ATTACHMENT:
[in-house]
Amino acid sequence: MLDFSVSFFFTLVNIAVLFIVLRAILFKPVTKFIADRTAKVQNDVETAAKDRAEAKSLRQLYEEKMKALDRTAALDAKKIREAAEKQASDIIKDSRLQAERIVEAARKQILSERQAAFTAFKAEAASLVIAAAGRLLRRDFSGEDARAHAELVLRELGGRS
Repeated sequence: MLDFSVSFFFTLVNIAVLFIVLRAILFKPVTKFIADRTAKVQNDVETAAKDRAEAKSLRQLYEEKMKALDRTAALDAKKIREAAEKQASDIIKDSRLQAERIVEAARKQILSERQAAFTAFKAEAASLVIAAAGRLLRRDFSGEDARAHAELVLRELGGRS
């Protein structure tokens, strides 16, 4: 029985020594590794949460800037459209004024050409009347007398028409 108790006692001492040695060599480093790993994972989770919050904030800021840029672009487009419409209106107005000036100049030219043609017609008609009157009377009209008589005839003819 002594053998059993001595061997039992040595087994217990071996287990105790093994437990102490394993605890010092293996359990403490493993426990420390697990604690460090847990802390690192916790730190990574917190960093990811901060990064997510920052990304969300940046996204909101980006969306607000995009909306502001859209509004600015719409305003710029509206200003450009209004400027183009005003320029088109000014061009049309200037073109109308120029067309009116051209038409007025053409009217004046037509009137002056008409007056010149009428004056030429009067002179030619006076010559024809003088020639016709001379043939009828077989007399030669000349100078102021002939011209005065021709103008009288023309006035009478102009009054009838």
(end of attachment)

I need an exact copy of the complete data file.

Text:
[in-house]
Amino acid sequence: MLDFSVSFFFTLVNIAVLFIVLRAILFKPVTKFIADRTAKVQNDVETAAKDRAEAKSLRQLYEEKMKALDRTAALDAKKIREAAEKQASDIIKDSRLQAERIVEAARKQILSERQAAFTAFKAEAASLVIAAAGRLLRRDFSGEDARAHAELVLRELGGRS
Repeated sequence: MLDFSVSFFFTLVNIAVLFIVLRAILFKPVTKFIADRTAKVQNDVETAAKDRAEAKSLRQLYEEKMKALDRTAALDAKKIREAAEKQASDIIKDSRLQAERIVEAARKQILSERQAAFTAFKAEAASLVIAAAGRLLRRDFSGEDARAHAELVLRELGGRS
């Protein structure tokens, strides 16, 4: 029985020594590794949460800037459209004024050409009347007398028409 108790006692001492040695060599480093790993994972989770919050904030800021840029672009487009419409209106107005000036100049030219043609017609008609009157009377009209008589005839003819 002594053998059993001595061997039992040595087994217990071996287990105790093994437990102490394993605890010092293996359990403490493993426990420390697990604690460090847990802390690192916790730190990574917190960093990811901060990064997510920052990304969300940046996204909101980006969306607000995009909306502001859209509004600015719409305003710029509206200003450009209004400027183009005003320029088109000014061009049309200037073109109308120029067309009116051209038409007025053409009217004046037509009137002056008409007056010149009428004056030429009067002179030619006076010559024809003088020639016709001379043939009828077989007399030669000349100078102021002939011209005065021709103008009288023309006035009478102009009054009838």